Moorish Style (9th – 15th Century)

Moorish style spread in Maghreb and the Iberian Peninsula during the Islamic period, which was between the end of the 9th and 15th centuries.

Great Mosque of Cordoba, interior stripped archways.
Medina Azahara, Cordoba, Spain (Great Mosque of Cordoba, interior, 8th – 10th centuries)

Image source: https://search.creativecommons.org/photos/ce95f626-6720-46d0-9ba2-3c1b9b8a17a0 by Prof. Mortel

Where can it be found

Moorish architecture spread in North Africa and in regions of Spain and Portugal, where the Moors once dominated. It is possible to visit surviving examples in Iberia, namely within Cordoba, Spain. When Prince Abd al-Rahman I established his control over the Iberian Peninsula, he tried to recreate Damascus here. He wanted new building programs and imported plants from his home. Orange trees still stand in the courtyard of the Mosque of Cordoba.

La Grande Mosquèe: a large sand-colored structure with rectangular columns that stick outward along the edge of the structure.
Great Mosque at Cordoba, Spain

Image source : https://search.creativecommons.org/photos/a49a126c-edea-4b2b-94e7-31d2431716ff by Nirgal Ksi

Columns and double stripped arches within the Mosque-Cathedral in Cordoba, Spain.
Columns and double arches, Mosque-Cathedral, Cordoba, Spain.

Image source: https://search.creativecommons.org/photos/4a50e0bc-91d1-41bb-9c6d-f12ab06529d0 by Shadowgate

Columns and double stripped arches Mosque-Cathedral Cordoba, shown from a differing angle; strong resemblance to a fun house.
Columns and double arches, Mosque-Cathedral, Cordoba, Spain.

Image source: https://search.creativecommons.org/photos/10a22514-5d35-43ad-9a5b-f18efcdf5b05 by Shadowgate

Another interesting example is the Alhambra in Granada, Spain. The decoration of the Alhambra was mostly stucco. The extraordinary cupolas of muqarnas appear as huge multifaceted diadems. The decoration of the Alhambra became suddenly a paradox. Ceilings, for example, are sustained by frail columns or by walls with windows.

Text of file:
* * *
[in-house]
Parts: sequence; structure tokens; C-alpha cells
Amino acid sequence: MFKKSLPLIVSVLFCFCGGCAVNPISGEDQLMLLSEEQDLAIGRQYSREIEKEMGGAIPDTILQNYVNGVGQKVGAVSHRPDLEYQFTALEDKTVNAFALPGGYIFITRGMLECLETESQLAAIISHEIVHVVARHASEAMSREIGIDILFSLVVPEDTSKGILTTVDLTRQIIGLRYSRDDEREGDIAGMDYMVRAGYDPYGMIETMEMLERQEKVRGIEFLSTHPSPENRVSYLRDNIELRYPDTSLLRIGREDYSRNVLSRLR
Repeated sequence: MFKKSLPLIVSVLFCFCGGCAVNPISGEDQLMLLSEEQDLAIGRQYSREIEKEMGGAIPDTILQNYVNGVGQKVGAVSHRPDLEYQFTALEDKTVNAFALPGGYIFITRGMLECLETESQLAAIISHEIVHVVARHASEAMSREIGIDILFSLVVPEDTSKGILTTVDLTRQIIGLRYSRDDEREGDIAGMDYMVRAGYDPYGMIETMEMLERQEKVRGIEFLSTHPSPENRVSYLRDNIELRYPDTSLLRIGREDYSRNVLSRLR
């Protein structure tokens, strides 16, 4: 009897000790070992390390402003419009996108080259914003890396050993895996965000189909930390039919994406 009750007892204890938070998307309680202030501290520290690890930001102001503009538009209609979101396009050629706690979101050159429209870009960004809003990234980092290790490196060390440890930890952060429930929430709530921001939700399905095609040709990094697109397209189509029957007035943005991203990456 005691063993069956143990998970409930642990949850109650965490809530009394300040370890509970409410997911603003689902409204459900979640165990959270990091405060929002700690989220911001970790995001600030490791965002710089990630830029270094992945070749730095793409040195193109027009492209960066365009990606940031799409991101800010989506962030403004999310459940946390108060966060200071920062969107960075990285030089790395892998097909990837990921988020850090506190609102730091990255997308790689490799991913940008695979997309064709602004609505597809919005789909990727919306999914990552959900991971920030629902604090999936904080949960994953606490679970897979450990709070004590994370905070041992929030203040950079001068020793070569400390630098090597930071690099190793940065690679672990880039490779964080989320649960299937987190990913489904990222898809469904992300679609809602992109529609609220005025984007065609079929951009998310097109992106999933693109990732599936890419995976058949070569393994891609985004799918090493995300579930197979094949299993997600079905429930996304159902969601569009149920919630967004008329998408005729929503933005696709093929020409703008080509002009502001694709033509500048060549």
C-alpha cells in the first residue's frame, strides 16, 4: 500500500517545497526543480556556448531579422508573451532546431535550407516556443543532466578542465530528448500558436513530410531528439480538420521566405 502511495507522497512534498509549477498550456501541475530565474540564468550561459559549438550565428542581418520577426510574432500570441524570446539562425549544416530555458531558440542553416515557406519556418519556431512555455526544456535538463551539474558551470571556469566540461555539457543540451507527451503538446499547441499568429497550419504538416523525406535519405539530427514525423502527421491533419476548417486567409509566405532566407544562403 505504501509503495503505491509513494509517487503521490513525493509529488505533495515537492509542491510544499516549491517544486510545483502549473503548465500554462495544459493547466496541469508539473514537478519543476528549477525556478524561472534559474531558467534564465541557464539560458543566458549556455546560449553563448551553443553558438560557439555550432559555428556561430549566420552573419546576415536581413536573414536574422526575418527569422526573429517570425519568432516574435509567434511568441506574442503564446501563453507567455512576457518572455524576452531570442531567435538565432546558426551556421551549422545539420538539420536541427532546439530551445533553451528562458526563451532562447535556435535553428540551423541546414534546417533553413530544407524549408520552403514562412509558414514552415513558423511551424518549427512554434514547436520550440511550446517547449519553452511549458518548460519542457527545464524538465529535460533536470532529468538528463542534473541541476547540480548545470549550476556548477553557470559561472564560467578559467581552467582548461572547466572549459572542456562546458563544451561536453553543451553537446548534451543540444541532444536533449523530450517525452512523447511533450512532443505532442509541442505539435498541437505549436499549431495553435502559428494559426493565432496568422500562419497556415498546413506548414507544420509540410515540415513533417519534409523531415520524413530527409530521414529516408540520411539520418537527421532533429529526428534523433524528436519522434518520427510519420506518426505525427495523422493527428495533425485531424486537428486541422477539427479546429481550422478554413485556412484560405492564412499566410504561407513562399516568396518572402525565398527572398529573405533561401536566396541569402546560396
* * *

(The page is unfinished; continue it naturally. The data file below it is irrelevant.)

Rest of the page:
Much of the design and decoration of the Alhambra is symbolically oriented. For example on the walls, it is possible to read several inscriptions as “There is no victor but Allah.” These words are meant to protect the king honored in the different courtyards.

Gardens of the Partal Palace: a large sand-colored structure with 3 arches along the bottom can be seem. A body of water sits within the courtyard and a palm tree occupies the left of the photo.
Gardens of the Partal Palace and the Torre de las Damas the Alhambra, Granada, Spain

Image source: https://search.creativecommons.org/photos/3f80db2c-62d1-4b59-bc42-cdc6ca8d8184 by Anna & Michal

Main Features of the Moorish Style

One of the most important features of Moorish style is a simple exterior with an ornate interior. The Moors used to live in tents, so they decorated the interiors with beautiful textiles. Further, the interior was often decorated with ornamental writings. Many elements of nature were important in the construction such as courtyards with gardens, fountains, reflecting pools.

Nasrid Palaces - The Alhambra - Granada - Comares Palace - Court of the Myrtles - Chamber of the Ambassadors
Nasrid Palaces – The Alhambra – Granada – Comares Palace – Court of the Myrtles – Chamber of the Ambassadors

Image source: https://search.creativecommons.org/photos/5556b36b-7a83-4c1e-9f27-68810382fe60 by ell brown

The ornate, white stone ceiling of the Palace of the Lions, located in Granada Spain.
Nasrid Palaces – The Alhambra – Granada

Image source: https://search.creativecommons.org/photos/4720a348-3598-42a9-92cb-6b25cccf3061 by ell brown

The climate influenced the materials employed and geometry important to the Moors. The Qur’an forbids natural forms, so they crafted stars and geometric shapes with different materials. The interior elements of these buildings are often described as “exquisite and unique.” On the external part, it is possible to see the use of horseshoe arches, which was a common feature of the Moorish architectural style.

A horseshoe arch in a tan, stone mosque. Although the stone is fading in color, the door is a vibrant yellow.
Example of a horseshoe arch in the Great Mosque of Cordoba- exterior detail, 8th – 10th centuries

Image source: https://search.creativecommons.org/photos/d5d420a8-c54a-4c67-8dc1-18daad7e1d46 by Prof. Mortel

Great Mosque of Cordoba, ornate exterior detail. Leaf-like flourishes cover this structural addition.
Great Mosque of Cordoba, exterior detail, 8th – 10th centuries

Image source: https://search.creativecommons.org/photos/3a72f7ea-958e-4b3d-b84d-c1994d5e5a2c by Prof. Mortel

Symbolism in Moorish Mosques

There are elements common to all the mosques. For example a calligraphic frieze or a cartouche with an inscription. In many cases, the calligraphic quotations come from the Qur’an. Light is also important for mosques since the first prayers need to be said without sunlight. Lamps with other furnishings like carpets are a key aspect of each mosque. Further, these buildings have wide interior and exterior spaces for anyone who wish to pray.

Great Mosque of Cordoba, exterior detail seen in the stone, tan-colored trimming on the wall.
An example of Inscription in a Mosque- Great Mosque of Cordoba, exterior detail, 8th – 10th centuries

Image source: https://search.creativecommons.org/photos/d7f28add-f284-4aad-a798-83e91122484b by Prof. Mortel


Info source: https://www.khanacademy.org/humanities/art-islam/beginners-guide-islamic-world-art/beginners-guide-islamic-art/a/introduction-to-mosque-architecture

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